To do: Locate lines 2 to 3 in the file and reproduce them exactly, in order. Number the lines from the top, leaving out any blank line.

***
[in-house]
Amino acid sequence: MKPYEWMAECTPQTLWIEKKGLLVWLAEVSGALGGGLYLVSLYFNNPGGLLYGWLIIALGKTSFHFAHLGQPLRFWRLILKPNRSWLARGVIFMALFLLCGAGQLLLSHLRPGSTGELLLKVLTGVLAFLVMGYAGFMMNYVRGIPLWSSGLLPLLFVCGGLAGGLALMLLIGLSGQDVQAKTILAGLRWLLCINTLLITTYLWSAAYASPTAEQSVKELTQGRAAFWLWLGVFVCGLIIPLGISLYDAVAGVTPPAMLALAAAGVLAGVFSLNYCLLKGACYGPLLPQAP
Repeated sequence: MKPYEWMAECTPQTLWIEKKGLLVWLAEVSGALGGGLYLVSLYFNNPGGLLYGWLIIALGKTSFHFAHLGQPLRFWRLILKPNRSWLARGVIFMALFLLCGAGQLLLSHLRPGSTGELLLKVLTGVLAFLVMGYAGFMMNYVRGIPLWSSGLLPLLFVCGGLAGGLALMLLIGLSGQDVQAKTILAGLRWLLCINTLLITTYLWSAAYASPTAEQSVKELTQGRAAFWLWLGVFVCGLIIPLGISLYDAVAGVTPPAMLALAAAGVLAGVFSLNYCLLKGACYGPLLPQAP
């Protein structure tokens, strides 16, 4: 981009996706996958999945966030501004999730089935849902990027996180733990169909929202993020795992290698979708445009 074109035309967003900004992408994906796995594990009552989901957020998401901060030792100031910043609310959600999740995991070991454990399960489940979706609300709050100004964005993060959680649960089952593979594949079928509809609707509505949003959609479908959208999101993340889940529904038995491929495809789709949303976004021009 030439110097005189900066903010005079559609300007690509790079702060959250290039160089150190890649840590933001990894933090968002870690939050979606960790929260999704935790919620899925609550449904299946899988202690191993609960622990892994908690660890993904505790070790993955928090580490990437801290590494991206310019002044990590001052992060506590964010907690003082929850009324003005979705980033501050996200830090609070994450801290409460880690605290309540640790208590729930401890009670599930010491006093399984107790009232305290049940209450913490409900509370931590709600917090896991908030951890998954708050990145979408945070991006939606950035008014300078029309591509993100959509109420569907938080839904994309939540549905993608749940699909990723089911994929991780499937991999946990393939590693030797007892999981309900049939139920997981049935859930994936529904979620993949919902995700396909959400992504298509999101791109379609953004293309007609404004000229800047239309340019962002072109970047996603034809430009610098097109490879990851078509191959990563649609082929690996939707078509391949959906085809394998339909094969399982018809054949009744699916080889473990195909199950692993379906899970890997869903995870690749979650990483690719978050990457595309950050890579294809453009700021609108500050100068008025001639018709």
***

Amino acid sequence: MKPYEWMAECTPQTLWIEKKGLLVWLAEVSGALGGGLYLVSLYFNNPGGLLYGWLIIALGKTSFHFAHLGQPLRFWRLILKPNRSWLARGVIFMALFLLCGAGQLLLSHLRPGSTGELLLKVLTGVLAFLVMGYAGFMMNYVRGIPLWSSGLLPLLFVCGGLAGGLALMLLIGLSGQDVQAKTILAGLRWLLCINTLLITTYLWSAAYASPTAEQSVKELTQGRAAFWLWLGVFVCGLIIPLGISLYDAVAGVTPPAMLALAAAGVLAGVFSLNYCLLKGACYGPLLPQAP
Repeated sequence: MKPYEWMAECTPQTLWIEKKGLLVWLAEVSGALGGGLYLVSLYFNNPGGLLYGWLIIALGKTSFHFAHLGQPLRFWRLILKPNRSWLARGVIFMALFLLCGAGQLLLSHLRPGSTGELLLKVLTGVLAFLVMGYAGFMMNYVRGIPLWSSGLLPLLFVCGGLAGGLALMLLIGLSGQDVQAKTILAGLRWLLCINTLLITTYLWSAAYASPTAEQSVKELTQGRAAFWLWLGVFVCGLIIPLGISLYDAVAGVTPPAMLALAAAGVLAGVFSLNYCLLKGACYGPLLPQAP